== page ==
Bronze Age Round Cairn and Carved Rock
Northwest of Glassonby, Cumbria OS Map Ref NY573393
OS Maps - Landranger 86 (Haltwhistle & Brampton), Explorer OL5 (The English Lakes: NE Area)
The southern and eastern arc of stones.
The carved rock at Glassonby.
To the northwest of the village of Glassonby and just north of Little Meg and Long Meg are the remains of a round cairn close to the edge of a field and small wood. The covering mound of cobbles has almost completely vanished having been removed when the site was excavated in 1900, a few are left scattered around and the mound would probably have had a diameter of about 30 metres. Inside this there is a rough oval of 29 stones measuring about 16 metres by 14 metres across with some of the stones nearly a metre high although many disappear under vegetation at certain times of the year, a small cist containing charcoal was found within this oval to the southeast, as well as a blue and white faience bead to the north. Outside the circle to the southeast an inverted collared urn was found that contained the burned bones of an adult male and further cremated bones were found to the north of the circle.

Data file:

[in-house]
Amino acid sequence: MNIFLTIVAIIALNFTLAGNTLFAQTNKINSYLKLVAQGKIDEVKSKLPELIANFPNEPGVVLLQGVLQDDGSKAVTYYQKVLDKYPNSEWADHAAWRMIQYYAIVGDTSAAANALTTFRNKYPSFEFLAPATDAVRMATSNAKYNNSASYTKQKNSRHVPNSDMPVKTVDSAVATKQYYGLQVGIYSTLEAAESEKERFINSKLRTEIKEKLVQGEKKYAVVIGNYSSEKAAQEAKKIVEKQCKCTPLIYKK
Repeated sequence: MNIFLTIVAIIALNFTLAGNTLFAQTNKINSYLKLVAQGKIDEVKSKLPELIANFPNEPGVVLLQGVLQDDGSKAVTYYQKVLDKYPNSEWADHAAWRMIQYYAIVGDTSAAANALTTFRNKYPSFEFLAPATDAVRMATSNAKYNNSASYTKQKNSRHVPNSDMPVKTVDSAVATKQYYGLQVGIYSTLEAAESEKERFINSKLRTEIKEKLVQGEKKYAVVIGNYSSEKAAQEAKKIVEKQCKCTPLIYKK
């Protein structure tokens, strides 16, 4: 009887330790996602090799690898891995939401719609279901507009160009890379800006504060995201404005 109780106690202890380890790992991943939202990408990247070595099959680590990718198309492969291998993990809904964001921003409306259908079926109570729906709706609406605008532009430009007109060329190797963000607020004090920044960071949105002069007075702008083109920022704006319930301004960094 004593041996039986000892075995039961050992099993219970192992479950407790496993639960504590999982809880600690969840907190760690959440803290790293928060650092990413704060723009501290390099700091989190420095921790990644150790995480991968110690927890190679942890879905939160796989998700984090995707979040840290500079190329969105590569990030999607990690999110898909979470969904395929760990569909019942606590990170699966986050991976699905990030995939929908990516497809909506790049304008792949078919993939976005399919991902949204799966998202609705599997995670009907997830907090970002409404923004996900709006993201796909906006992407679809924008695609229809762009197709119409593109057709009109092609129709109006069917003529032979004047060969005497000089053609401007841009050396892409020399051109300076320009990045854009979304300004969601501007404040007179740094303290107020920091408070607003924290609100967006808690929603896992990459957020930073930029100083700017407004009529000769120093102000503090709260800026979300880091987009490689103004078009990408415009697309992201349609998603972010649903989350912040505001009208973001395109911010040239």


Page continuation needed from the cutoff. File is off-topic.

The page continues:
On the eastern side of the ring of stones there is a carved rock that faces inwards to the cairn. Its main design is a central set of 4 concentric rings with 2 sets of 4 concentric ring emerging from the top of the central carving. There is another set of eroded rings between these last 2 features. Underneath these motifs are 4 upwards pointing chevrons and to the left are a set of grooves, many of which could be natural. None of the designs on this rock are easy to see and in some light conditions they are almost invisible - the illustration above is adapted from one by Stan Beckensall. There was once another carved stone on the southern edge of the cairn but this has since disappeared.
Glossary Item: Bronze Age
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